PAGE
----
Do it for your own sanity, as well as to learn from more of the incredibly smart people around town.  Be intentional about picking people you may not know, or who know things you don’t yet know.  Be bold and ask people to lunch or coffee that you think might not have time (but some will say yes).  Accept a few more invitations from people you don’t yet know, who may surprise you with what they can share and how they can help.

8.)  Be a mentor.

It doesn’t have to take a lot of time -- perhaps a few phone calls, maybe a meeting or two, and answering e-mails.  But your expertise and attention could mean a lot to someone who is “you” several years ago.  We’re counting on that next generation of business leaders to take over when we’re ready for that folding chair on the beach.

9.)  Thank your team, partners, customers and advisors more often.

Show that you’re paying attention, noticing their hard work and/or loyalty.  This doesn’t have to come in the way of gifts or raises or bonuses (at least not every time).  More often than not, people just need to hear from you that their contributions are recognized and appreciated.

10.)  Get up earlier.

Just think about what you could do with an extra 30-60 minutes, first-thing in the morning, when nobody else is tugging at your sleeve (literally or figuratively) for attention.  Get a cup of coffee, read the paper (WSJ), get in a vigorous workout.  Give yourself a better head start to the day.

11.)  Eat less processed food.

Shop and eat primarily from the perimeter of the supermarket.  This is hard to do in a fast-paced life, but with a little preparation it’s pretty easy to surround yourself with fruits and vegetables, whole grains, and a lot less preservatives and chemicals.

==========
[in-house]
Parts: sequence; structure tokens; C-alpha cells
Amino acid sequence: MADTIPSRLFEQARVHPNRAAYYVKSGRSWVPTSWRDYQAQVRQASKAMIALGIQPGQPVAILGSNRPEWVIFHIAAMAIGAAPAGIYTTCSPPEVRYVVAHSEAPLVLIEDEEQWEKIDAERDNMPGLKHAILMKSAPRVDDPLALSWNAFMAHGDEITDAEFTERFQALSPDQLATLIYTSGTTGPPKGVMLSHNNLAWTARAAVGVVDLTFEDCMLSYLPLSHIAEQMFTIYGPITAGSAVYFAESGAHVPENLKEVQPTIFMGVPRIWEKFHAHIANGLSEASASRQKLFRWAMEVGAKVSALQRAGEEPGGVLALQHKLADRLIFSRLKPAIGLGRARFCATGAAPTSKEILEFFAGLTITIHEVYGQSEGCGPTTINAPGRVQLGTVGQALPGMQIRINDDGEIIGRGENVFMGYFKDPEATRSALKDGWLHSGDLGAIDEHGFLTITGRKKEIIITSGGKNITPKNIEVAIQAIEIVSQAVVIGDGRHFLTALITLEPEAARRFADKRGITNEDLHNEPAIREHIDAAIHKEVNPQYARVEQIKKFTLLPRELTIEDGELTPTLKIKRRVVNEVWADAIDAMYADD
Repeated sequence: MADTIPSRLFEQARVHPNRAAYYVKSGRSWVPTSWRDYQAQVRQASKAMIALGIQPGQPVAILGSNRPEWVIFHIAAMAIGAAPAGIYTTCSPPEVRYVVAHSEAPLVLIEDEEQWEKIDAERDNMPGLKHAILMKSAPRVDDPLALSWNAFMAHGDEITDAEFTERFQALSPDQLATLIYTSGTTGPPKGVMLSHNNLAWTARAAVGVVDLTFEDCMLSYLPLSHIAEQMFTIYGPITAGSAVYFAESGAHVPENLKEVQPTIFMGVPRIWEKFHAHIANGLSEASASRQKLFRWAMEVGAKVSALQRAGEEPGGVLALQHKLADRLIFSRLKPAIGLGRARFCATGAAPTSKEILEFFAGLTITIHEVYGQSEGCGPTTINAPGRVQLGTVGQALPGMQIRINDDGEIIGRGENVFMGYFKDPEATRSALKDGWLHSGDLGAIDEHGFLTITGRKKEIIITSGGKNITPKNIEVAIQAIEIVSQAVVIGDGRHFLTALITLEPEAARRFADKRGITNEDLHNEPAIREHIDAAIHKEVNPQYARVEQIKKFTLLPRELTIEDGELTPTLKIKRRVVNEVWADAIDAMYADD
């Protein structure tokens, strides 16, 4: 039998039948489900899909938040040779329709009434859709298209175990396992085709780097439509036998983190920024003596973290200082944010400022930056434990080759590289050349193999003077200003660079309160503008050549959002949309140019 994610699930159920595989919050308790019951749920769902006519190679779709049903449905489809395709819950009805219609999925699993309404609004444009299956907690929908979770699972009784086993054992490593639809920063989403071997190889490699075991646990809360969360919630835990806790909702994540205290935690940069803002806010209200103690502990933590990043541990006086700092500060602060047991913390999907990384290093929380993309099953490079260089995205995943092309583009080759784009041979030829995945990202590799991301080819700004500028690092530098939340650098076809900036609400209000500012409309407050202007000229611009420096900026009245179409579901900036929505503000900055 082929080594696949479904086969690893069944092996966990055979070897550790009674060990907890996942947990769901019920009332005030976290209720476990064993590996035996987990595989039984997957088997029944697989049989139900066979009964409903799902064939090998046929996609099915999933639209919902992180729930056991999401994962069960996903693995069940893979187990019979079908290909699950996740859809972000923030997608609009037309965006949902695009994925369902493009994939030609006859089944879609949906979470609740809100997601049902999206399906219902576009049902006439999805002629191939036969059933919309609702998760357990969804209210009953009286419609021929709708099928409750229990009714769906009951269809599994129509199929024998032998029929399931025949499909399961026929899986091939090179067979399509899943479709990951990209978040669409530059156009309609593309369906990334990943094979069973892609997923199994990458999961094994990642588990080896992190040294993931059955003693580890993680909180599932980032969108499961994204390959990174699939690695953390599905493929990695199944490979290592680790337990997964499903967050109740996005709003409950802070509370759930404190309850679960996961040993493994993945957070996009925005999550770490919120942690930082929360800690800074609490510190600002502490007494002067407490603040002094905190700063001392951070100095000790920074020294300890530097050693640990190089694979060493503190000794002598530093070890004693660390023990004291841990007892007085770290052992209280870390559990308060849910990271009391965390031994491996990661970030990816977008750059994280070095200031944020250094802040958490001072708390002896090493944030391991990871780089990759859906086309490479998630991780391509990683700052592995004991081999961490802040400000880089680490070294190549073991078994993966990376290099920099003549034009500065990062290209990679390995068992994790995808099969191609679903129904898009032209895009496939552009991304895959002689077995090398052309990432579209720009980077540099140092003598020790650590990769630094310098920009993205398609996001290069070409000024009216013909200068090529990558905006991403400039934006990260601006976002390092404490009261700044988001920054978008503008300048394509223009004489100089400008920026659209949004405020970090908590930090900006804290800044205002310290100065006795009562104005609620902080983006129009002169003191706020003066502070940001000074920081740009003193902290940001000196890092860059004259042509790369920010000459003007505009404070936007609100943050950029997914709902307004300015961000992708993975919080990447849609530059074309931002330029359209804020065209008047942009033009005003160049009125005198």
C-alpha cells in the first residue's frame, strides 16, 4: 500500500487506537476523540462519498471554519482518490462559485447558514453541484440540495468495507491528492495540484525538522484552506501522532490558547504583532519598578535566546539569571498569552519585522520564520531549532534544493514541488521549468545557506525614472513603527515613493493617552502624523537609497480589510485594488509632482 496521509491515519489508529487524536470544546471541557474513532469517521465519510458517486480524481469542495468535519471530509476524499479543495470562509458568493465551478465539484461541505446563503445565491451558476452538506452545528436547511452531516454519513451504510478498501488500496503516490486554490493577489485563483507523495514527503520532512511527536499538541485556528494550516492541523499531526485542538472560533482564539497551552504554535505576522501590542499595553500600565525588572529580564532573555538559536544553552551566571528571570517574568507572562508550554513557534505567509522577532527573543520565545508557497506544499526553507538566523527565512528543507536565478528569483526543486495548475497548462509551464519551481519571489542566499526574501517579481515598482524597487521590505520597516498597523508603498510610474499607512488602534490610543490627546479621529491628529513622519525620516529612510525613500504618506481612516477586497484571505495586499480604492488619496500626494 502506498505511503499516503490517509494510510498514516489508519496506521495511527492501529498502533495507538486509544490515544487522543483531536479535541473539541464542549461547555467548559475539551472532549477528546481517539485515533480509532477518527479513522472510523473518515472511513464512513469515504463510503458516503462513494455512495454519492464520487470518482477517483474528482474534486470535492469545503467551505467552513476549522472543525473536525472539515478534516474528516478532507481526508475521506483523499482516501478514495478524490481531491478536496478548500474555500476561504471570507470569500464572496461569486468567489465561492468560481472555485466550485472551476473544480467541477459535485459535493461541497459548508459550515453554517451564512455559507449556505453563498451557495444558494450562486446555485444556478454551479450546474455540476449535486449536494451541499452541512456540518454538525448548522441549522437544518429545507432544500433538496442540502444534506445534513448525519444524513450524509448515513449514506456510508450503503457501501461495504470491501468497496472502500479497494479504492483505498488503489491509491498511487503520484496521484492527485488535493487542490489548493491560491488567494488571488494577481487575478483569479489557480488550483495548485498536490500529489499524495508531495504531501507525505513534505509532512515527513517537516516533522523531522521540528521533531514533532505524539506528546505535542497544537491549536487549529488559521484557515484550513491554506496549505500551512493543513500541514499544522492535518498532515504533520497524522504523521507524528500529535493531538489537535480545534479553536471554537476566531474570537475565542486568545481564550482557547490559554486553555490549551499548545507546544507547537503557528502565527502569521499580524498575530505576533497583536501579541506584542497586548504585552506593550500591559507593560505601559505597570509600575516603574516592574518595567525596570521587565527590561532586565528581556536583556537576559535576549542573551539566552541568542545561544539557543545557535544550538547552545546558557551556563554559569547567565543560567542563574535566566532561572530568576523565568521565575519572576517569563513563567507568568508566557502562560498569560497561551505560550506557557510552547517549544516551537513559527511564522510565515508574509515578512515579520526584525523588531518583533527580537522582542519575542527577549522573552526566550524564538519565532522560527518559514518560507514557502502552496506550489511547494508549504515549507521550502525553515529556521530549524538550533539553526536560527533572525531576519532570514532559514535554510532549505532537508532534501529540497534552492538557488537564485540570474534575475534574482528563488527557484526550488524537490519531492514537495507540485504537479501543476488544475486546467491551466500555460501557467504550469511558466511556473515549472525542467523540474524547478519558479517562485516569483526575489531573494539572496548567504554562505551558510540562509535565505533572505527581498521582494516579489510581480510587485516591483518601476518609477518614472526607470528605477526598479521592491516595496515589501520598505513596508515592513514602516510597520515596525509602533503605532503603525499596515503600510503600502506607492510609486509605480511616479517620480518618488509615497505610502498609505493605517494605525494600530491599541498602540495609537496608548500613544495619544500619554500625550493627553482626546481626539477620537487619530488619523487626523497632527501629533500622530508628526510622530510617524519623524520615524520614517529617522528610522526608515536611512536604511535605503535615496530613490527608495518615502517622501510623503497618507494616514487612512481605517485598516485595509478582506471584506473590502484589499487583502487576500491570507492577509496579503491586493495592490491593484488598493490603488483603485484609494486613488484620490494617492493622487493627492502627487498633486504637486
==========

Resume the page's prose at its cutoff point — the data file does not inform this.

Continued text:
12.)  Delegate more.

Even if it costs you a little more out of your pocket to have someone else do it, get the non-essential or too-tactical stuff off your plate.  Teach someone else a system or process or approach you want to take, and empower them to do

90 percent of that work for you.

13.)  Automate more.

There’s likely a percentage of the things you need to delegate that can be automated instead.  Wouldn’t it be worth investing a little time and effort into documenting and automating something now, so you don’t have to think about or execute it manually moving forward?

14.)  Document more.

It’s going to get less and less efficient for you as you grow to be reactive and/or arbitrary in how you execute the recurring strategic and tactical work all around you.  Get in the habit (you and your assistant) of documenting what needs to be done, how to do it, and how to achieve consistent results every time.

15.)  Take more small risks

Test more ideas.  Fire more bullets to validate new premises.  Get outside of your comfort zone and find new ways to achieve the same or better results.  You’ll fail often by doing this, but you’ll also discover the opportunities for acceleration that otherwise will evade you if you stay with what’s just comfortable.

Note:  These tips were originally written for start-up entrepreneurs, but they’re equally (if not more so) important for established real estate professionals.  Markets be darned, this is your year to grow and succeed.  Use some of these tips to get ready ... now!